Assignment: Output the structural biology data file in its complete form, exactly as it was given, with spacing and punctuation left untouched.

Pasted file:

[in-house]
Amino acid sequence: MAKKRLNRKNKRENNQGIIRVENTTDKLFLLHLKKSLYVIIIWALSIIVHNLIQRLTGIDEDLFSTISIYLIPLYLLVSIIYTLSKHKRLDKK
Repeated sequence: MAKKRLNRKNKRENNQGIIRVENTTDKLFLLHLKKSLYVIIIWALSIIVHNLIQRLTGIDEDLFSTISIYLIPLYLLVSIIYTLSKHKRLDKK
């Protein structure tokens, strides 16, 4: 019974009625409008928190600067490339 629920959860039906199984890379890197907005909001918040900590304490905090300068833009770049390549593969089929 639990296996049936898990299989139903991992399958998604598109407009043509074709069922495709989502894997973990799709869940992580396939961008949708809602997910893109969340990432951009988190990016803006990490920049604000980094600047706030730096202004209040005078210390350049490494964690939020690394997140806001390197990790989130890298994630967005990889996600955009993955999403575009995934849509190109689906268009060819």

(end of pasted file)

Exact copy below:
[in-house]
Amino acid sequence: MAKKRLNRKNKRENNQGIIRVENTTDKLFLLHLKKSLYVIIIWALSIIVHNLIQRLTGIDEDLFSTISIYLIPLYLLVSIIYTLSKHKRLDKK
Repeated sequence: MAKKRLNRKNKRENNQGIIRVENTTDKLFLLHLKKSLYVIIIWALSIIVHNLIQRLTGIDEDLFSTISIYLIPLYLLVSIIYTLSKHKRLDKK
């Protein structure tokens, strides 16, 4: 019974009625409008928190600067490339 629920959860039906199984890379890197907005909001918040900590304490905090300068833009770049390549593969089929 639990296996049936898990299989139903991992399958998604598109407009043509074709069922495709989502894997973990799709869940992580396939961008949708809602997910893109969340990432951009988190990016803006990490920049604000980094600047706030730096202004209040005078210390350049490494964690939020690394997140806001390197990790989130890298994630967005990889996600955009993955999403575009995934849509190109689906268009060819």